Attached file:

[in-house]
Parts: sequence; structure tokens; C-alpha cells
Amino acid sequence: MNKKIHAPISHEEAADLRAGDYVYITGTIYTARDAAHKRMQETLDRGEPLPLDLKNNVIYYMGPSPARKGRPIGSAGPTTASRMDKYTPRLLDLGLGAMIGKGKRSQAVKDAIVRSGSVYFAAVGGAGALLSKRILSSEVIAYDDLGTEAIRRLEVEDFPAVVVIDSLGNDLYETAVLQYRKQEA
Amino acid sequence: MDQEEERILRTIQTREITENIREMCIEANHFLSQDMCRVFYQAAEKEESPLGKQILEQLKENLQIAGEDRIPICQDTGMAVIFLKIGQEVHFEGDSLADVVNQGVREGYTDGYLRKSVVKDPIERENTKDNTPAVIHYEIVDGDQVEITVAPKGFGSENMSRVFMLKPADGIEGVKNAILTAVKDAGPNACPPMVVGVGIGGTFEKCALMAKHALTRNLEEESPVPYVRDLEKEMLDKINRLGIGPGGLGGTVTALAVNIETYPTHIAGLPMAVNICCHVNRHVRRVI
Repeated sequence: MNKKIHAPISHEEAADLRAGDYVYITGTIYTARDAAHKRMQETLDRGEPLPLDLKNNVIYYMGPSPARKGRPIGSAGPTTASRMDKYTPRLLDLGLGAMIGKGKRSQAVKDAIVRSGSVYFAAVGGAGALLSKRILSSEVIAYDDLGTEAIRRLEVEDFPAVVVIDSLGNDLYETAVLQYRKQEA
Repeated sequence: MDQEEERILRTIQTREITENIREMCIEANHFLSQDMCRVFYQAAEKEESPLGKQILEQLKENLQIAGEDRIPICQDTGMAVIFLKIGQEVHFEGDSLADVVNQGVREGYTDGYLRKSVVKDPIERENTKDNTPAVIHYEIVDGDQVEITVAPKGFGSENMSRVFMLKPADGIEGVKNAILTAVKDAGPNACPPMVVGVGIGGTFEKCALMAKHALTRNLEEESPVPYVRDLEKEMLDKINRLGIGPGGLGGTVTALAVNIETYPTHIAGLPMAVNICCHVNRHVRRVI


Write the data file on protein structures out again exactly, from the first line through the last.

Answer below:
[in-house]
Parts: sequence; structure tokens; C-alpha cells
Amino acid sequence: MNKKIHAPISHEEAADLRAGDYVYITGTIYTARDAAHKRMQETLDRGEPLPLDLKNNVIYYMGPSPARKGRPIGSAGPTTASRMDKYTPRLLDLGLGAMIGKGKRSQAVKDAIVRSGSVYFAAVGGAGALLSKRILSSEVIAYDDLGTEAIRRLEVEDFPAVVVIDSLGNDLYETAVLQYRKQEA
Amino acid sequence: MDQEEERILRTIQTREITENIREMCIEANHFLSQDMCRVFYQAAEKEESPLGKQILEQLKENLQIAGEDRIPICQDTGMAVIFLKIGQEVHFEGDSLADVVNQGVREGYTDGYLRKSVVKDPIERENTKDNTPAVIHYEIVDGDQVEITVAPKGFGSENMSRVFMLKPADGIEGVKNAILTAVKDAGPNACPPMVVGVGIGGTFEKCALMAKHALTRNLEEESPVPYVRDLEKEMLDKINRLGIGPGGLGGTVTALAVNIETYPTHIAGLPMAVNICCHVNRHVRRVI
Repeated sequence: MNKKIHAPISHEEAADLRAGDYVYITGTIYTARDAAHKRMQETLDRGEPLPLDLKNNVIYYMGPSPARKGRPIGSAGPTTASRMDKYTPRLLDLGLGAMIGKGKRSQAVKDAIVRSGSVYFAAVGGAGALLSKRILSSEVIAYDDLGTEAIRRLEVEDFPAVVVIDSLGNDLYETAVLQYRKQEA
Repeated sequence: MDQEEERILRTIQTREITENIREMCIEANHFLSQDMCRVFYQAAEKEESPLGKQILEQLKENLQIAGEDRIPICQDTGMAVIFLKIGQEVHFEGDSLADVVNQGVREGYTDGYLRKSVVKDPIERENTKDNTPAVIHYEIVDGDQVEITVAPKGFGSENMSRVFMLKPADGIEGVKNAILTAVKDAGPNACPPMVVGVGIGGTFEKCALMAKHALTRNLEEESPVPYVRDLEKEMLDKINRLGIGPGGLGGTVTALAVNIETYPTHIAGLPMAVNICCHVNRHVRRVI